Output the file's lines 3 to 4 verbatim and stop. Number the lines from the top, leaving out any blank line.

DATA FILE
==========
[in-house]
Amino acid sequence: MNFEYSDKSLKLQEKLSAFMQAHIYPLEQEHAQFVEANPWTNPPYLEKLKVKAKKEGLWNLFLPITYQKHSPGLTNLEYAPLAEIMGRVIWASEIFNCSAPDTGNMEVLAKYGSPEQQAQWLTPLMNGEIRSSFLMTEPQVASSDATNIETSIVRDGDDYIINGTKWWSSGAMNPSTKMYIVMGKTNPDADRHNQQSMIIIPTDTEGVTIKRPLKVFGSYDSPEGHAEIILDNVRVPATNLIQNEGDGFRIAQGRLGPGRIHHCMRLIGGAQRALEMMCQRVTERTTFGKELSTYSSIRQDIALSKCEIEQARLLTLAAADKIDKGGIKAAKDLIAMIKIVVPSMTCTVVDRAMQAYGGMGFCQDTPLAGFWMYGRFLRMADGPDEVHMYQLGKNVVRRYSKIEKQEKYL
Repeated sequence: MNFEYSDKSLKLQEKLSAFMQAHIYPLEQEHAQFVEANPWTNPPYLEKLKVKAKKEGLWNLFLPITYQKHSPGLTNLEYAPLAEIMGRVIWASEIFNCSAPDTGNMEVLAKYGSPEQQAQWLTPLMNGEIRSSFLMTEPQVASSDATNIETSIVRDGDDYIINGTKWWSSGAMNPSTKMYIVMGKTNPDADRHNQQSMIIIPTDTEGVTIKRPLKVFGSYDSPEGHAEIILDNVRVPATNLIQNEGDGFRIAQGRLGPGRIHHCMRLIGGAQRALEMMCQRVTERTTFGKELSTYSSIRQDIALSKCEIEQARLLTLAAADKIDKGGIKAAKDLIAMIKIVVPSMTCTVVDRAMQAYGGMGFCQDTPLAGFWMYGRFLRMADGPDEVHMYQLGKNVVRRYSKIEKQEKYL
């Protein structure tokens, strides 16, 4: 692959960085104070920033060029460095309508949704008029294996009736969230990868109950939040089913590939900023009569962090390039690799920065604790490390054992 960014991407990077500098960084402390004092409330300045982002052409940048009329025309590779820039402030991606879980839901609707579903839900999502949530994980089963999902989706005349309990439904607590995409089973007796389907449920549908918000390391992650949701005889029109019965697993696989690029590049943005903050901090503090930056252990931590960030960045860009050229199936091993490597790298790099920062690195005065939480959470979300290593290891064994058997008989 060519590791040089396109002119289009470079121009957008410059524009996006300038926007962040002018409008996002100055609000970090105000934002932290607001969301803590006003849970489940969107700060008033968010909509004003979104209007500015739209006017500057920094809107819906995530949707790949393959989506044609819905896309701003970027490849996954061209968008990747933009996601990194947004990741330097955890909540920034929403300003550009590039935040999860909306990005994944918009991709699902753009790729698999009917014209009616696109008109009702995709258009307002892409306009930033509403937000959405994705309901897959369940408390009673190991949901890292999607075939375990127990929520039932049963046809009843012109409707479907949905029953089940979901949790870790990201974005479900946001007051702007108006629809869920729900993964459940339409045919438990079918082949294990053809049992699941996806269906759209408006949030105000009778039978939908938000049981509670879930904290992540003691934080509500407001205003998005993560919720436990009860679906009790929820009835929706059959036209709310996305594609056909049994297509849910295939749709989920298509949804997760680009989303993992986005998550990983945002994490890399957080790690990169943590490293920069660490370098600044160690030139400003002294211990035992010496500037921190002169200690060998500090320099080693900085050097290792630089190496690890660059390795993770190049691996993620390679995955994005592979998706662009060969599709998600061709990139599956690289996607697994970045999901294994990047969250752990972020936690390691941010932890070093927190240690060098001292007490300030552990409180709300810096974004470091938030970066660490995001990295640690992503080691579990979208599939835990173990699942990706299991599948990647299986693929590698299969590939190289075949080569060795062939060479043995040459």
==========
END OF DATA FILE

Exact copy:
Repeated sequence: MNFEYSDKSLKLQEKLSAFMQAHIYPLEQEHAQFVEANPWTNPPYLEKLKVKAKKEGLWNLFLPITYQKHSPGLTNLEYAPLAEIMGRVIWASEIFNCSAPDTGNMEVLAKYGSPEQQAQWLTPLMNGEIRSSFLMTEPQVASSDATNIETSIVRDGDDYIINGTKWWSSGAMNPSTKMYIVMGKTNPDADRHNQQSMIIIPTDTEGVTIKRPLKVFGSYDSPEGHAEIILDNVRVPATNLIQNEGDGFRIAQGRLGPGRIHHCMRLIGGAQRALEMMCQRVTERTTFGKELSTYSSIRQDIALSKCEIEQARLLTLAAADKIDKGGIKAAKDLIAMIKIVVPSMTCTVVDRAMQAYGGMGFCQDTPLAGFWMYGRFLRMADGPDEVHMYQLGKNVVRRYSKIEKQEKYL
């Protein structure tokens, strides 16, 4: 692959960085104070920033060029460095309508949704008029294996009736969230990868109950939040089913590939900023009569962090390039690799920065604790490390054992 960014991407990077500098960084402390004092409330300045982002052409940048009329025309590779820039402030991606879980839901609707579903839900999502949530994980089963999902989706005349309990439904607590995409089973007796389907449920549908918000390391992650949701005889029109019965697993696989690029590049943005903050901090503090930056252990931590960030960045860009050229199936091993490597790298790099920062690195005065939480959470979300290593290891064994058997008989 060519590791040089396109002119289009470079121009957008410059524009996006300038926007962040002018409008996002100055609000970090105000934002932290607001969301803590006003849970489940969107700060008033968010909509004003979104209007500015739209006017500057920094809107819906995530949707790949393959989506044609819905896309701003970027490849996954061209968008990747933009996601990194947004990741330097955890909540920034929403300003550009590039935040999860909306990005994944918009991709699902753009790729698999009917014209009616696109008109009702995709258009307002892409306009930033509403937000959405994705309901897959369940408390009673190991949901890292999607075939375990127990929520039932049963046809009843012109409707479907949905029953089940979901949790870790990201974005479900946001007051702007108006629809869920729900993964459940339409045919438990079918082949294990053809049992699941996806269906759209408006949030105000009778039978939908938000049981509670879930904290992540003691934080509500407001205003998005993560919720436990009860679906009790929820009835929706059959036209709310996305594609056909049994297509849910295939749709989920298509949804997760680009989303993992986005998550990983945002994490890399957080790690990169943590490293920069660490370098600044160690030139400003002294211990035992010496500037921190002169200690060998500090320099080693900085050097290792630089190496690890660059390795993770190049691996993620390679995955994005592979998706662009060969599709998600061709990139599956690289996607697994970045999901294994990047969250752990972020936690390691941010932890070093927190240690060098001292007490300030552990409180709300810096974004470091938030970066660490995001990295640690992503080691579990979208599939835990173990699942990706299991599948990647299986693929590698299969590939190289075949080569060795062939060479043995040459």